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tv   Tech Check  CNBC  September 28, 2021 11:00am-12:01pm EDT

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day. i'll send it back to you >> those names inindi nvidia down as well. that's it for us tech check starts now. ♪ good tuesday morning welcome to tech check. we are live at the code conference in los angeles. jon is in san diego at qualcomm conference yells we have not seen in
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months worst day for the nasdaq since about day 12 semis on the move. you'll hear from amd ceo and qualcomm talking about the supply chain f faang continuing to suffer crypto and spac stock trade. a brutal day for tech as the sector leads all stocks to the down side. led by macro issues automatic over the world >> interesting to hear from folks here at code saying she believes the global chip shortage will be less severe in the second half of 2022 a lot of conversation about competition. you heard ceos take subtle
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diggs. all of these tech players really benefitted from some of the trends, going forward, it might not be the rising tide they might be at odds and fighting for market chair. >> exactly what you got to last night? >> that's right. all fits in with what janet yellen, the treasury secretary was just talking about the broader economy. lisa su talking about u.s. china decoupling really not viable it is so dependent talking about that today and more about the tictok debacle and talking about the need to find enough common ground even
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with different philosophies so the global economy can move forward. >> starting this morning with the selloff. early in facebook, etsy and spotify. pleasure to be here. on a day where normally the structural scene what do you make next two years whether the megatech stock sold off significantly, i'm a buyer and why they are also the leaders in the technology whether artificial intelligence, quantum communications and
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computing. microsoft, apple these are the best in the world. i believe over the next three to five years, they'll continue to perform it >> they are still an asset and still beholden to global economic swings. at what point do those become things you have to process in your decision. >> constantly. evaluating testing and retesting. these underlying technologies right now in artificial intelligence quantum computing is maybe five years out. these companies are recruiting the best in the world in terms of talent. is when i'm computing, i'm talking about coupling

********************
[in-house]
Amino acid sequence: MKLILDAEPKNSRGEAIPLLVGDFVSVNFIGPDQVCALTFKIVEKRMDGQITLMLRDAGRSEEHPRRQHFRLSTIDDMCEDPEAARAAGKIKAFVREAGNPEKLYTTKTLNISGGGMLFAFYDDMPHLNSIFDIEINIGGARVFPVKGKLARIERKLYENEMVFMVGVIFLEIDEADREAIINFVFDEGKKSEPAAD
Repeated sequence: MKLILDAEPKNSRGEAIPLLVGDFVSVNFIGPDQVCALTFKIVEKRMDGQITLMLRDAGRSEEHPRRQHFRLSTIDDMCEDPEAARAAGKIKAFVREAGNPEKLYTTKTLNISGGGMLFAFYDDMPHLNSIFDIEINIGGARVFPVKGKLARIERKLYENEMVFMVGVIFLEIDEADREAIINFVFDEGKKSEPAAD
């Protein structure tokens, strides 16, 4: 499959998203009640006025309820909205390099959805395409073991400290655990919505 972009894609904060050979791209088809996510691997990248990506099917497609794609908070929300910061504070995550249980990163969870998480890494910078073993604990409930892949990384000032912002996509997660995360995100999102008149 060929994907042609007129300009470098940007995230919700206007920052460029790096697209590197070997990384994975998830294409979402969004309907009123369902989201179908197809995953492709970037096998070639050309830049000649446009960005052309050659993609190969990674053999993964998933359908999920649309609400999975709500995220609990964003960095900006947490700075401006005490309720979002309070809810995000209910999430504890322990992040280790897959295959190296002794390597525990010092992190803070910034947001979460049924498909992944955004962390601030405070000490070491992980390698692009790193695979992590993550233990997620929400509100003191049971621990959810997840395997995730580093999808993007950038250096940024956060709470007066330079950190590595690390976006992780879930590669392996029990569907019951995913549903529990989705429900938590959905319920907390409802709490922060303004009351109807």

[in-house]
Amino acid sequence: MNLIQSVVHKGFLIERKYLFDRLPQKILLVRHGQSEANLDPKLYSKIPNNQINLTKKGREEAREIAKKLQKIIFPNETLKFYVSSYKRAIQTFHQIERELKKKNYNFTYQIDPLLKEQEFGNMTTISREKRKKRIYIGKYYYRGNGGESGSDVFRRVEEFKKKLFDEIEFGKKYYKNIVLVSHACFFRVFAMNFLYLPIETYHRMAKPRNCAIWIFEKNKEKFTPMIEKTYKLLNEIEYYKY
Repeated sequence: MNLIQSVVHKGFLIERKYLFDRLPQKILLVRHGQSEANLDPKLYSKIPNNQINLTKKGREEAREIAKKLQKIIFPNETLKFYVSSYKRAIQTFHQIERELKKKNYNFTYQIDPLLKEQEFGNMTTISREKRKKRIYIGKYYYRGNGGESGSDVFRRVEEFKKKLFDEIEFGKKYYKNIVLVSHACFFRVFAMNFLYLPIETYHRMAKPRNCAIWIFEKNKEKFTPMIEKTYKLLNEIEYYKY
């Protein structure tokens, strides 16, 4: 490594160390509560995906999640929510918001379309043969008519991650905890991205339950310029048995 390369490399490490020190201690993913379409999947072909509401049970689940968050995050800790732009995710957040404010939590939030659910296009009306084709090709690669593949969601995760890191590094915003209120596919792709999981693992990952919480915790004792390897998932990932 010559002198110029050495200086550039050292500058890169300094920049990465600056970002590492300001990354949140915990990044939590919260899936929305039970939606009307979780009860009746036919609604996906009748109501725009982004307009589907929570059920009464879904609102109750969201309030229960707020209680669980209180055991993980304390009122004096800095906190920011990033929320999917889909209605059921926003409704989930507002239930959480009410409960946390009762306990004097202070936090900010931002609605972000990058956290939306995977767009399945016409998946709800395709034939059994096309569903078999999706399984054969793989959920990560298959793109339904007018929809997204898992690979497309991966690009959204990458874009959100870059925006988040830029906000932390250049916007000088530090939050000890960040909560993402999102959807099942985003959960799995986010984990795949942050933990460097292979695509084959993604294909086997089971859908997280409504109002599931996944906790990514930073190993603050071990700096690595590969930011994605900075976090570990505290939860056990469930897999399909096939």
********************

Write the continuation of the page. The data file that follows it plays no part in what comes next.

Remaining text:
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>> which companies could be the next faang stocks as well as the threats to the current tech giants. >> the dedoubling i expect to continue for a number of years the areas of intense cooperation is vaccine development, biotech the huge difference for patients and doctors there are areas where it would be really terrific to find ways to cooperate i understand for a couple of years, it will continue to be decoupled quite
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significantly. >> you are talking about significant decoupling talking about the area of semiconductors that area with key technology. pressure on them from the u.s. and particular on who they offer that to. determined to make all of that available. you've got this huge middle class in china where a lot of companies need some access to and are providing the technology as that decoupling happens, depending on what the policy turns out to be. >> for sure. good news when we are all getting snip its of headlines. nvidia, amd are best in world and perhaps have a five-year
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lead perhaps against everything in the world including china it won't be overnight but the good news is that we have a very significant lead in the u.s. >> here at code, there have been a number of criticisms at the company. concerns about the information you had a whole other panel talking about the risks and a lot of media criticism and the impact of facebook and instagram and the impact on teams. >> mark and sheryl remain as good a team as there is in the world of technology. my advice is to pause and really understand when we are talking
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about adolescence, pre-teens in some cases we can always do a better job. make it safer and more secure. when i think about facebook, i invested in 2005 at 5 cents a share. there's been a lot of difficult times. when we bought instagram they are very close. they are 1% better that's worth $1 billion to facebook >> mark zuckerberg talking about a new phase of the company what are you seeing as the potential for facebook and can it make that transition they are